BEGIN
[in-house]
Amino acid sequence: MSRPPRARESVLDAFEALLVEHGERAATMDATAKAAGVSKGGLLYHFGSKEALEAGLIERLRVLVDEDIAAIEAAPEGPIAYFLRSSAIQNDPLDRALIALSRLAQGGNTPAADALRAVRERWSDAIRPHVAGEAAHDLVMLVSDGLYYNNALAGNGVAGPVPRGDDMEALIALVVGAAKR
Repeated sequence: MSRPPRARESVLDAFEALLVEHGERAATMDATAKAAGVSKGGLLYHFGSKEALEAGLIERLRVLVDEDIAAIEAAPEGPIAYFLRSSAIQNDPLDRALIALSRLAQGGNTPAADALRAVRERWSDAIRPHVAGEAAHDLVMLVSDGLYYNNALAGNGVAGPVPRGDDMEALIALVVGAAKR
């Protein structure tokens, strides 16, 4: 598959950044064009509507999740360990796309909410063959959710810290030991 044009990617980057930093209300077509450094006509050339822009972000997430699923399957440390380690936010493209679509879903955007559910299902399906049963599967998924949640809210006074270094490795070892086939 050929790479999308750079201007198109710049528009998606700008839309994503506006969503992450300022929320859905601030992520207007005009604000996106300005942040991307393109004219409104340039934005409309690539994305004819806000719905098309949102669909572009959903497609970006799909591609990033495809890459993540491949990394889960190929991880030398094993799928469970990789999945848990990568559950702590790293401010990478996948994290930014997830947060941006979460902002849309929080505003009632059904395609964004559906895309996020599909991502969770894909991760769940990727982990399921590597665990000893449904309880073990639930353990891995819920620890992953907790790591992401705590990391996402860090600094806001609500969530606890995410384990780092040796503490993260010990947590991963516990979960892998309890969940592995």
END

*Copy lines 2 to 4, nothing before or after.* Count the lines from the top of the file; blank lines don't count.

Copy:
Amino acid sequence: MSRPPRARESVLDAFEALLVEHGERAATMDATAKAAGVSKGGLLYHFGSKEALEAGLIERLRVLVDEDIAAIEAAPEGPIAYFLRSSAIQNDPLDRALIALSRLAQGGNTPAADALRAVRERWSDAIRPHVAGEAAHDLVMLVSDGLYYNNALAGNGVAGPVPRGDDMEALIALVVGAAKR
Repeated sequence: MSRPPRARESVLDAFEALLVEHGERAATMDATAKAAGVSKGGLLYHFGSKEALEAGLIERLRVLVDEDIAAIEAAPEGPIAYFLRSSAIQNDPLDRALIALSRLAQGGNTPAADALRAVRERWSDAIRPHVAGEAAHDLVMLVSDGLYYNNALAGNGVAGPVPRGDDMEALIALVVGAAKR
């Protein structure tokens, strides 16, 4: 598959950044064009509507999740360990796309909410063959959710810290030991 044009990617980057930093209300077509450094006509050339822009972000997430699923399957440390380690936010493209679509879903955007559910299902399906049963599967998924949640809210006074270094490795070892086939 050929790479999308750079201007198109710049528009998606700008839309994503506006969503992450300022929320859905601030992520207007005009604000996106300005942040991307393109004219409104340039934005409309690539994305004819806000719905098309949102669909572009959903497609970006799909591609990033495809890459993540491949990394889960190929991880030398094993799928469970990789999945848990990568559950702590790293401010990478996948994290930014997830947060941006979460902002849309929080505003009632059904395609964004559906895309996020599909991502969770894909991760769940990727982990399921590597665990000893449904309880073990639930353990891995819920620890992953907790790591992401705590990391996402860090600094806001609500969530606890995410384990780092040796503490993260010990947590991963516990979960892998309890969940592995």